Marina Bay Sands Becomes Latest Hospitality Cyber Victim

Unknown attackers have accessed PII for hundreds of thousands of loyalty customers at the high-end Singapore establishment.

Singapore's Maria Bay Sands hotel and the merlion at dusk
Source: Felix Choo via Alamy Stock Photo

Marina Bay Sands, a luxury hotel and casino in Singapore known for its unique architecture, has disclosed a data breach impacting the personal data of 665,000 non-casino loyalty-program members.

The data exposed for members of the Sands LifeStyle loyalty program includes: names, email addresses, phone numbers, countries of residence, as well as membership number and tier.

"We will be reaching out to loyalty program members and sincerely apologize for the inconvenience caused by this incident," Marina Bay Sands noted in a breach disclosure posted on its website. "We have reported it to the relevant authorities in Singapore and other countries where applicable and are working with them in their inquiries into the issue."

Cyberattacks on High-End Hospitality Ramp Up

The breach at the five-star stay comes on the heels of two high-profile ransomware hits on other resort-casinos: MGM Resorts and Caesar's Entertainment. The latter ended up paying $15 million in ransom to regain control of its infrastructure.

Darren James, a senior product specialist at Specops, noted that high profile hospitality organizations are likely to stay a popular target for cybercriminals, so it's worth shoring up known avenues of attack, like targeting high-privileged Okta accounts via help desk personnel.

"We don't have many details so far apart from unauthorized access being obtained," he noted in an email statement. "Although not confirmed in this case, this type of breach is usually gained by using compromised credentials or a socially engineered service desk, and should serve as a reminder for us all that poor password hygiene (use of compromised, short passwords) should no longer be tolerated in any business environment."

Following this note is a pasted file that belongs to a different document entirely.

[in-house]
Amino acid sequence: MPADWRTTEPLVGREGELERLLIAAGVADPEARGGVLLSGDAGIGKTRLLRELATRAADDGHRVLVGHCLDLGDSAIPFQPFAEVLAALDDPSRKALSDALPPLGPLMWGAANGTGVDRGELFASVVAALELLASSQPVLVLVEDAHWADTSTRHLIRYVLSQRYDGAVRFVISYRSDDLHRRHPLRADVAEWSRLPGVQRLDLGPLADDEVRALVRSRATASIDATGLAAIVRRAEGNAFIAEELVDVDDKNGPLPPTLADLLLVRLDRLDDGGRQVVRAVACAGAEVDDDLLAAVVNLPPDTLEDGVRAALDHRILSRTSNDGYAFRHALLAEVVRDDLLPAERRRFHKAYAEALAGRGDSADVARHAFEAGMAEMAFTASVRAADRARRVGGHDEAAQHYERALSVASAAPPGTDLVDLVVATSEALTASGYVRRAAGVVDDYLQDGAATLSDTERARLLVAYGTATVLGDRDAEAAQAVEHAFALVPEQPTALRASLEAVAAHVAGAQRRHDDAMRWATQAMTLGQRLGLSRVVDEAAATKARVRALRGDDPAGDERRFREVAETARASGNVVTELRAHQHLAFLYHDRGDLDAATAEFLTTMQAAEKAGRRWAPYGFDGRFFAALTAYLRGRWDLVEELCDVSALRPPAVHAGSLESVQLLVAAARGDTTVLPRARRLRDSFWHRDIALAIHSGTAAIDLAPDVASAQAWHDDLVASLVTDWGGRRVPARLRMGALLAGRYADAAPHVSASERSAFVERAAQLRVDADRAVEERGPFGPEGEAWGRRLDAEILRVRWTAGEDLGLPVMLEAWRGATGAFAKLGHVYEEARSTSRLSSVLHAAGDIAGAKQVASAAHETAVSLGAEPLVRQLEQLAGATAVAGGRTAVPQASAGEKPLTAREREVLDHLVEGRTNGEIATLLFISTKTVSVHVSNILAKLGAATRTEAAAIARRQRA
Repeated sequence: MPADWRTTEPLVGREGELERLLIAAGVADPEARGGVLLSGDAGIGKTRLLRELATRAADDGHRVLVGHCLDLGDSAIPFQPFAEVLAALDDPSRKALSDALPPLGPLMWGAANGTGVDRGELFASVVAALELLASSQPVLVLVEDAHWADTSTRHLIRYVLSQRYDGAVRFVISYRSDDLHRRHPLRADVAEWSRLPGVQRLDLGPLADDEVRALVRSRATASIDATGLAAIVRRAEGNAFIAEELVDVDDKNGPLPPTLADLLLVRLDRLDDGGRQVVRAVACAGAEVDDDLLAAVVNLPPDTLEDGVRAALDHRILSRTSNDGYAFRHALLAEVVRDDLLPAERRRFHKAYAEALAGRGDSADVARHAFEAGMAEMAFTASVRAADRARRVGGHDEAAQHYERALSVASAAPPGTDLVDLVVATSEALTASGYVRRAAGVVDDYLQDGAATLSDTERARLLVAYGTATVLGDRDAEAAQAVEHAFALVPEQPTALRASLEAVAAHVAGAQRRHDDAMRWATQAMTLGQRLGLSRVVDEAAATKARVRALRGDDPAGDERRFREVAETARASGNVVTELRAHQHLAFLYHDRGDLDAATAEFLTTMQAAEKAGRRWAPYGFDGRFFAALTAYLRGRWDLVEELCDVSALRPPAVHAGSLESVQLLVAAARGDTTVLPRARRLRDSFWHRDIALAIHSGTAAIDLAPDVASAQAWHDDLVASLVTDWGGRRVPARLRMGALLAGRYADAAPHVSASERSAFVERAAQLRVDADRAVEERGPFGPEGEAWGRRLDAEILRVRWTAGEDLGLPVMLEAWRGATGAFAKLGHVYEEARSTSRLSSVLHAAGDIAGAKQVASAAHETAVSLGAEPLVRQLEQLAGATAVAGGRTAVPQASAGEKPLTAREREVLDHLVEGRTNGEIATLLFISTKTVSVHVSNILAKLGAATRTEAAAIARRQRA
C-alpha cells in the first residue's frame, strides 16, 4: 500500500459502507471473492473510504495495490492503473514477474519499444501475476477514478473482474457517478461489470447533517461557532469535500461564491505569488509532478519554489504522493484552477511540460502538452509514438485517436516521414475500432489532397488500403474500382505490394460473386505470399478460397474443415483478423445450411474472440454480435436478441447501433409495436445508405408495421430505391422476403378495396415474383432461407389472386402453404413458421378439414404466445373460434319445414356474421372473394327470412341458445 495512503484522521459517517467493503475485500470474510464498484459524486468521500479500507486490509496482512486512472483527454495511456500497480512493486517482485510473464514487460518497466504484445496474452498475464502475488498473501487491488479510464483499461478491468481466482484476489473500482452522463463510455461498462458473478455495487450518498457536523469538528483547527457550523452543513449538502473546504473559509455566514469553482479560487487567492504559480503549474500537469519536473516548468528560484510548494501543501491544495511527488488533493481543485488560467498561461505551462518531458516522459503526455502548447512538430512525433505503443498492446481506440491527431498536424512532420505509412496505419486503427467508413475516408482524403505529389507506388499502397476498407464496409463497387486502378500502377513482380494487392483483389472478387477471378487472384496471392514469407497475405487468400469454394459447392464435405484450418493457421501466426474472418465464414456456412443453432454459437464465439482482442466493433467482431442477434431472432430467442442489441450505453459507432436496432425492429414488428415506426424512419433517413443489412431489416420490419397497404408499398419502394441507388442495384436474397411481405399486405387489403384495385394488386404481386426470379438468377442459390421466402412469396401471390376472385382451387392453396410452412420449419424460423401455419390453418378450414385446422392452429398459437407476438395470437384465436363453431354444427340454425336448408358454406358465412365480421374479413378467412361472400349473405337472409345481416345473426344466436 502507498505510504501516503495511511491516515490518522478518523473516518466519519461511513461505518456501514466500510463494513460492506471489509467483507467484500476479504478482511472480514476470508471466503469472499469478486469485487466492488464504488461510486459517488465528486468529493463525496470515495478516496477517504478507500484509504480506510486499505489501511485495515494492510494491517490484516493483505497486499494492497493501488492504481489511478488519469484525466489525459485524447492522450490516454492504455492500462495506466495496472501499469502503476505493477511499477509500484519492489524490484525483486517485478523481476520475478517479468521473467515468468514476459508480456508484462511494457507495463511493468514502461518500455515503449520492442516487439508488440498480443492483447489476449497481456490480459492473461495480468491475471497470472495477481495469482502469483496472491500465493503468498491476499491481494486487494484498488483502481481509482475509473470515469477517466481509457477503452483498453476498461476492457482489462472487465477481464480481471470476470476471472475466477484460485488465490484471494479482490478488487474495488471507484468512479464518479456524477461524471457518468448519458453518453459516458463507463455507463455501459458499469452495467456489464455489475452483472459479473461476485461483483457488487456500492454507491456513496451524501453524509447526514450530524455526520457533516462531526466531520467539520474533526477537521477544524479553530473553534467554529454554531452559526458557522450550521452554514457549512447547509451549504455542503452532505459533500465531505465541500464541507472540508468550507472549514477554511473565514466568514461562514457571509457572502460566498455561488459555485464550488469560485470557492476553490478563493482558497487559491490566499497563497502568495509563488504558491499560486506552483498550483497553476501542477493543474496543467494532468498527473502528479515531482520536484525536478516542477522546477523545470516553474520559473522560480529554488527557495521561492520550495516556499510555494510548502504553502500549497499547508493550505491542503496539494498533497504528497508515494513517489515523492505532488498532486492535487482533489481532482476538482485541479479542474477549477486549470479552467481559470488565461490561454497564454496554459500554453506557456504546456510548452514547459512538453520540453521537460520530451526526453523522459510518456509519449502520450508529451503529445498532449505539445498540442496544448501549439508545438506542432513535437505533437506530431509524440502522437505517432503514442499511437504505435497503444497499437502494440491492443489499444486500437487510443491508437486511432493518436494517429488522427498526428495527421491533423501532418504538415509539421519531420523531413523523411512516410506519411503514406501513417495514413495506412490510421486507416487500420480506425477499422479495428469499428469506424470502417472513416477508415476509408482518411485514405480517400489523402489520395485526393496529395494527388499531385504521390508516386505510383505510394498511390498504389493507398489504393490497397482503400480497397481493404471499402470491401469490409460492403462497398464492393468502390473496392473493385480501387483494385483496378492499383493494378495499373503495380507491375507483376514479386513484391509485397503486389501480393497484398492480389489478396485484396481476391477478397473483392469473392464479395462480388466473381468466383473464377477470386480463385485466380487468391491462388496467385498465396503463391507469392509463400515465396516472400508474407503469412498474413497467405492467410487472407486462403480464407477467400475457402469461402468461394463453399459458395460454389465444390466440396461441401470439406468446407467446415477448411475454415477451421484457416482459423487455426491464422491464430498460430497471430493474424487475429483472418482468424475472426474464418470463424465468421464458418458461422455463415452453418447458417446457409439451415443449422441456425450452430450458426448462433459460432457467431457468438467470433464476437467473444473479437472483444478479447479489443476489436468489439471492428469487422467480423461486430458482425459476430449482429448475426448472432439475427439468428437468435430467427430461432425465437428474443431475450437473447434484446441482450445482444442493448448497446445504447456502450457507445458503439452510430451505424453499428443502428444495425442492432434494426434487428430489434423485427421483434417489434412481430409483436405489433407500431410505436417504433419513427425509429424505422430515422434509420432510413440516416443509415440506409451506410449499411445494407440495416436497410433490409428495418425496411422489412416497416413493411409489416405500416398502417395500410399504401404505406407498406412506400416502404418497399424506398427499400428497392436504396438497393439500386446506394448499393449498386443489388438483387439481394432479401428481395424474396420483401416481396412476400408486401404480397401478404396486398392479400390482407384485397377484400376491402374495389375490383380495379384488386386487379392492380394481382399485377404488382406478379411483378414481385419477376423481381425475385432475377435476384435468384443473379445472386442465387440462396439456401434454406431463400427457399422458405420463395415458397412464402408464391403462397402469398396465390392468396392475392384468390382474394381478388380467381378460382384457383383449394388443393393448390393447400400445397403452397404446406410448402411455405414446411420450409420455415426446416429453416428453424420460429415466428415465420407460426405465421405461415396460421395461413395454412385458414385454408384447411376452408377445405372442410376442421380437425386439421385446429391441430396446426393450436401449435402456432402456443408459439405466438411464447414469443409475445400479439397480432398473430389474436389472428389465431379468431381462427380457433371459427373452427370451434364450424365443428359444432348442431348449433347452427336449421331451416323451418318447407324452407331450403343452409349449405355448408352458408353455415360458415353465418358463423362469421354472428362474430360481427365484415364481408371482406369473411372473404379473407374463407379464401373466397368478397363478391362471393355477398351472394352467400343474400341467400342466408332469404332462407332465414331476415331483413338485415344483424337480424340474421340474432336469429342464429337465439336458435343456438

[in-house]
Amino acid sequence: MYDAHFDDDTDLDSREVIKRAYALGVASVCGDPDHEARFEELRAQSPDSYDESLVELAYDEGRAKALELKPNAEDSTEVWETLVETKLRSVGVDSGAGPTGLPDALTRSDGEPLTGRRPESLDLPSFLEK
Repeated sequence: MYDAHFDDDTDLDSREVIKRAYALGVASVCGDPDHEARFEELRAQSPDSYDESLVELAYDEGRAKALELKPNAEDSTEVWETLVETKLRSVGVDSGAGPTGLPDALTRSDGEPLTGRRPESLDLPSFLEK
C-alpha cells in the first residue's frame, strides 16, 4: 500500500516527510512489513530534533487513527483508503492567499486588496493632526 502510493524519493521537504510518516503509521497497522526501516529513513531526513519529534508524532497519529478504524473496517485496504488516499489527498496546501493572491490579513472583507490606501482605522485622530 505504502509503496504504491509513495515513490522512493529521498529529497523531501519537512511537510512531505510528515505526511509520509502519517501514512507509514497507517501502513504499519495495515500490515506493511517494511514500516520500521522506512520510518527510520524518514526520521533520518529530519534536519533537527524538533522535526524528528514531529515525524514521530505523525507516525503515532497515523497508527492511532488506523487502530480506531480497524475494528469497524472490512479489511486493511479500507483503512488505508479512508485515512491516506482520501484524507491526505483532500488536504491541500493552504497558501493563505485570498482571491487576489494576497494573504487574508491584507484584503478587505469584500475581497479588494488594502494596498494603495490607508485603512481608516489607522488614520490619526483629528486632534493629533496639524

He added, "Alongside improvements to passwords, a strong second factor should be introduced wherever possible, and the service desk should be equipped with a way of verifying who is calling them for assistance."

About the Author(s)

Tara Seals, Managing Editor, News, Dark Reading

Tara Seals has 20+ years of experience as a journalist, analyst and editor in the cybersecurity, communications and technology space. Prior to Dark Reading, Tara was Editor in Chief at Threatpost, and prior to that, the North American news lead for Infosecurity Magazine. She also spent 13 years working for Informa (formerly Virgo Publishing), as executive editor and editor-in-chief at publications focused on both the service provider and the enterprise arenas. A Texas native, she holds a B.A. from Columbia University, lives in Western Massachusetts with her family and is on a never-ending quest for good Mexican food in the Northeast.

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